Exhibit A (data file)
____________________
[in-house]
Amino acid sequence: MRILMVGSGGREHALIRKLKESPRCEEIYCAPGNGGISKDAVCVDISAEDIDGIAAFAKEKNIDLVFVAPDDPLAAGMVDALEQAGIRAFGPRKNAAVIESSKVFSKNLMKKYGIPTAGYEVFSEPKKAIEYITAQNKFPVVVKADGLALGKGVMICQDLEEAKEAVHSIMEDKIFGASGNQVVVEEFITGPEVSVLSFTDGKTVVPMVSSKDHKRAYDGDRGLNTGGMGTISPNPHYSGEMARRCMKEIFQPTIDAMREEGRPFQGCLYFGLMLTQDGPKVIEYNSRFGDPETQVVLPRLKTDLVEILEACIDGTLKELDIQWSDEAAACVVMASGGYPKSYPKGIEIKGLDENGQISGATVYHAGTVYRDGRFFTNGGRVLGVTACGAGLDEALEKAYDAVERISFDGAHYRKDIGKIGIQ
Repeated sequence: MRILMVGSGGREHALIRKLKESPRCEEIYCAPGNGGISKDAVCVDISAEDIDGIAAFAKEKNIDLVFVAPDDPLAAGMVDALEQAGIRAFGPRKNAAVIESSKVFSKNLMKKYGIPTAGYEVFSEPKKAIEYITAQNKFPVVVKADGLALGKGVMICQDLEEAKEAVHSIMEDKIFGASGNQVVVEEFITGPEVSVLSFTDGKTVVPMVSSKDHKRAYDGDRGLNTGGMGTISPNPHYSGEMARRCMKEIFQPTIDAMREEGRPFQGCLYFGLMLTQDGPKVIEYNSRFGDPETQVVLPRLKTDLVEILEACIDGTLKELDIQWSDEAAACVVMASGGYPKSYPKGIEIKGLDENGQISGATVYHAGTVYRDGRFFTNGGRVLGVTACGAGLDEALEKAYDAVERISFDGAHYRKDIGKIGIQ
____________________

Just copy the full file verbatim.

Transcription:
[in-house]
Amino acid sequence: MRILMVGSGGREHALIRKLKESPRCEEIYCAPGNGGISKDAVCVDISAEDIDGIAAFAKEKNIDLVFVAPDDPLAAGMVDALEQAGIRAFGPRKNAAVIESSKVFSKNLMKKYGIPTAGYEVFSEPKKAIEYITAQNKFPVVVKADGLALGKGVMICQDLEEAKEAVHSIMEDKIFGASGNQVVVEEFITGPEVSVLSFTDGKTVVPMVSSKDHKRAYDGDRGLNTGGMGTISPNPHYSGEMARRCMKEIFQPTIDAMREEGRPFQGCLYFGLMLTQDGPKVIEYNSRFGDPETQVVLPRLKTDLVEILEACIDGTLKELDIQWSDEAAACVVMASGGYPKSYPKGIEIKGLDENGQISGATVYHAGTVYRDGRFFTNGGRVLGVTACGAGLDEALEKAYDAVERISFDGAHYRKDIGKIGIQ
Repeated sequence: MRILMVGSGGREHALIRKLKESPRCEEIYCAPGNGGISKDAVCVDISAEDIDGIAAFAKEKNIDLVFVAPDDPLAAGMVDALEQAGIRAFGPRKNAAVIESSKVFSKNLMKKYGIPTAGYEVFSEPKKAIEYITAQNKFPVVVKADGLALGKGVMICQDLEEAKEAVHSIMEDKIFGASGNQVVVEEFITGPEVSVLSFTDGKTVVPMVSSKDHKRAYDGDRGLNTGGMGTISPNPHYSGEMARRCMKEIFQPTIDAMREEGRPFQGCLYFGLMLTQDGPKVIEYNSRFGDPETQVVLPRLKTDLVEILEACIDGTLKELDIQWSDEAAACVVMASGGYPKSYPKGIEIKGLDENGQISGATVYHAGTVYRDGRFFTNGGRVLGVTACGAGLDEALEKAYDAVERISFDGAHYRKDIGKIGIQ